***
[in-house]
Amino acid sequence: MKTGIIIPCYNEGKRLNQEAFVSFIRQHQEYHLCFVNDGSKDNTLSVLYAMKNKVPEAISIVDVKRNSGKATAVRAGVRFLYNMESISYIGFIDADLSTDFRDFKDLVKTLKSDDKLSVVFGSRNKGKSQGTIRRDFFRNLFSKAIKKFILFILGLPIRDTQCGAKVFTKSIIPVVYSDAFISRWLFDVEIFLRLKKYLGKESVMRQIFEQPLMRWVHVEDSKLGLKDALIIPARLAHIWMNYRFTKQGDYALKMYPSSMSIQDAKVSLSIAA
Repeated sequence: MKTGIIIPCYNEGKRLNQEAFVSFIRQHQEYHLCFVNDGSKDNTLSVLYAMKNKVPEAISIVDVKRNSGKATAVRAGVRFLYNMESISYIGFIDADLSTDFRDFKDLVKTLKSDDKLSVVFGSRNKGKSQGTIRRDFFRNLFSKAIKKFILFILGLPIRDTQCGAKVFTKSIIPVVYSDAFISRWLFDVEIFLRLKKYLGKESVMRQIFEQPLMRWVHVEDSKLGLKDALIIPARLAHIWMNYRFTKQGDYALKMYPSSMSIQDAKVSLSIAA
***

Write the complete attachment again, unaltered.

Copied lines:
[in-house]
Amino acid sequence: MKTGIIIPCYNEGKRLNQEAFVSFIRQHQEYHLCFVNDGSKDNTLSVLYAMKNKVPEAISIVDVKRNSGKATAVRAGVRFLYNMESISYIGFIDADLSTDFRDFKDLVKTLKSDDKLSVVFGSRNKGKSQGTIRRDFFRNLFSKAIKKFILFILGLPIRDTQCGAKVFTKSIIPVVYSDAFISRWLFDVEIFLRLKKYLGKESVMRQIFEQPLMRWVHVEDSKLGLKDALIIPARLAHIWMNYRFTKQGDYALKMYPSSMSIQDAKVSLSIAA
Repeated sequence: MKTGIIIPCYNEGKRLNQEAFVSFIRQHQEYHLCFVNDGSKDNTLSVLYAMKNKVPEAISIVDVKRNSGKATAVRAGVRFLYNMESISYIGFIDADLSTDFRDFKDLVKTLKSDDKLSVVFGSRNKGKSQGTIRRDFFRNLFSKAIKKFILFILGLPIRDTQCGAKVFTKSIIPVVYSDAFISRWLFDVEIFLRLKKYLGKESVMRQIFEQPLMRWVHVEDSKLGLKDALIIPARLAHIWMNYRFTKQGDYALKMYPSSMSIQDAKVSLSIAA